The analyst firm attributes the uptake to growing pressure on companies to provide work/life balance programmes, and advances in mobile technologies.
IDC's research showed that workers are demanding more flexibility and mobility in their schedules, and have a "higher comfort level" with remote access technologies and mobile devices.
Furthermore, the proliferation of high-speed networks, widespread public Wi-Fi and fixed-mobile convergence allows employees to work effectively from almost anywhere.
"Mobility deployments bring a number of benefits to companies, but they also bring risks associated with sensitive data sitting on small devices that can be easily lost," said Stephen Drake, programme director for mobile enterprise services at IDC.
"Developing a plan to manage and secure these devices should be part of any large mobility deployment."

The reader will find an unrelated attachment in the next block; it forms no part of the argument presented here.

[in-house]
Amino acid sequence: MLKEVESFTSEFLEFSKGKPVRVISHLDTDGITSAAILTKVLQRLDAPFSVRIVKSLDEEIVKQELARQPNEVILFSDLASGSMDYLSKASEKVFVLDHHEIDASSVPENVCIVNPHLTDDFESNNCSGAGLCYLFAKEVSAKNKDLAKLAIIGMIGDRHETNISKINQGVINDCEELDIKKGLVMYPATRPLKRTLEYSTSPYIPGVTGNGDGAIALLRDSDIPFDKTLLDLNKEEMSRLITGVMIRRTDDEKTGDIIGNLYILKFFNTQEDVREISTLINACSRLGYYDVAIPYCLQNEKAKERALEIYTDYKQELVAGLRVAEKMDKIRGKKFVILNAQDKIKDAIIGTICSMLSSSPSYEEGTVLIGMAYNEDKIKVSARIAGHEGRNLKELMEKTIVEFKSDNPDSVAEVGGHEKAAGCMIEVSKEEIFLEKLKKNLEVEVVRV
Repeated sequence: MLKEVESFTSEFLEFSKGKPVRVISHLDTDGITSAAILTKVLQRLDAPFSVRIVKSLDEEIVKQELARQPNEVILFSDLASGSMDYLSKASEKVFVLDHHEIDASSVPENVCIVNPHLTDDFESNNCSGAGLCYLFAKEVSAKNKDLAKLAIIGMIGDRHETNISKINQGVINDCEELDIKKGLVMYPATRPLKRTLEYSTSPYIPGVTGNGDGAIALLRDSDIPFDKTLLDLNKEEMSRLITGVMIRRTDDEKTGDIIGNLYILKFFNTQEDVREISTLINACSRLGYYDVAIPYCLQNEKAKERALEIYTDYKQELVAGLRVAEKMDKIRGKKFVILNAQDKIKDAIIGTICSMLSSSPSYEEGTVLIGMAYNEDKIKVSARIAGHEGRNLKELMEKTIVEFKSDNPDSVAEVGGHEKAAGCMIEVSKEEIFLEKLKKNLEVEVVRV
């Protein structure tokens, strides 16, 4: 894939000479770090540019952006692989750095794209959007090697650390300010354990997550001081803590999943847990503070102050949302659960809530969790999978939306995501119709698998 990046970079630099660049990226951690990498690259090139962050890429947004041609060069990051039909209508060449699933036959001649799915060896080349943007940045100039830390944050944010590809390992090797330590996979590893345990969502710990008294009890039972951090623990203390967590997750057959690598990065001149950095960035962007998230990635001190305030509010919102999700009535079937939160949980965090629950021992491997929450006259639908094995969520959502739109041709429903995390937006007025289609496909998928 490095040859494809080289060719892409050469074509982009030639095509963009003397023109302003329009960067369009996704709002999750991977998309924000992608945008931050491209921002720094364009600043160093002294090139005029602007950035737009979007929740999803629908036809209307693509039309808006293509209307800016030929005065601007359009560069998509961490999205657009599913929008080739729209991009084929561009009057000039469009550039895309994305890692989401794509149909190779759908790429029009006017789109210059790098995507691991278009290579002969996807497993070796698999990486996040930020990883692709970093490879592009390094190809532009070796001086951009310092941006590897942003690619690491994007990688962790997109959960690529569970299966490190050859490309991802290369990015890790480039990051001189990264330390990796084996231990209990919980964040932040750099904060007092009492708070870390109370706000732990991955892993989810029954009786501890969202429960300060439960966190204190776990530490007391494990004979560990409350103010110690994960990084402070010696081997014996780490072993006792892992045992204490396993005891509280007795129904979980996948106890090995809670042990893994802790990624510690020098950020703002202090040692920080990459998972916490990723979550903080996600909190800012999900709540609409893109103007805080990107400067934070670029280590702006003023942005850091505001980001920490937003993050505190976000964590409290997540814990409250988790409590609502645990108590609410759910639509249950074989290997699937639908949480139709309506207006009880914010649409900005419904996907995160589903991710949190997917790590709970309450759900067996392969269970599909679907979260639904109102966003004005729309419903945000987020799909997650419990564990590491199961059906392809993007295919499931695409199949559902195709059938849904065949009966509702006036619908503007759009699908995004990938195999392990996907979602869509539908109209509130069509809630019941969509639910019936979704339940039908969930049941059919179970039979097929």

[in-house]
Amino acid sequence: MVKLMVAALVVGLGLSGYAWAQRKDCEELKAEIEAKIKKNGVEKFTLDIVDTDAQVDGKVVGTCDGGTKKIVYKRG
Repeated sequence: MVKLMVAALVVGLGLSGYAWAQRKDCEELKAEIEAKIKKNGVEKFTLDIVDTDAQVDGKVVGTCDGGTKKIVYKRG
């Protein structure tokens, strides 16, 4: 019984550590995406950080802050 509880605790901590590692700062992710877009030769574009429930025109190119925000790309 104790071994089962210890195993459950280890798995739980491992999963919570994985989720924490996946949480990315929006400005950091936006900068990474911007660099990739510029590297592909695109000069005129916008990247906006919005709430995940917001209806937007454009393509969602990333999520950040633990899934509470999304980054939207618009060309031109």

Regional comparisons indicate that the US workforce has the highest percentage of mobile workers at 68 percent in 2006.
However, Japan's penetration rates will increase the most during the forecast period to account for nearly 80 percent of the workforce by the end of 2011, up from 53 percent in 2006.
The report concludes that organisations deploying mobile working technologies enjoy a strategic competitive advantage over competitors that have not invested in integrating mobility into their environment.
This is largely down to increased business response times and lower corporate space and leasing requirements.
One billion mobile workers by 2011
Staff Writer on Jan 16, 2008 7:07AM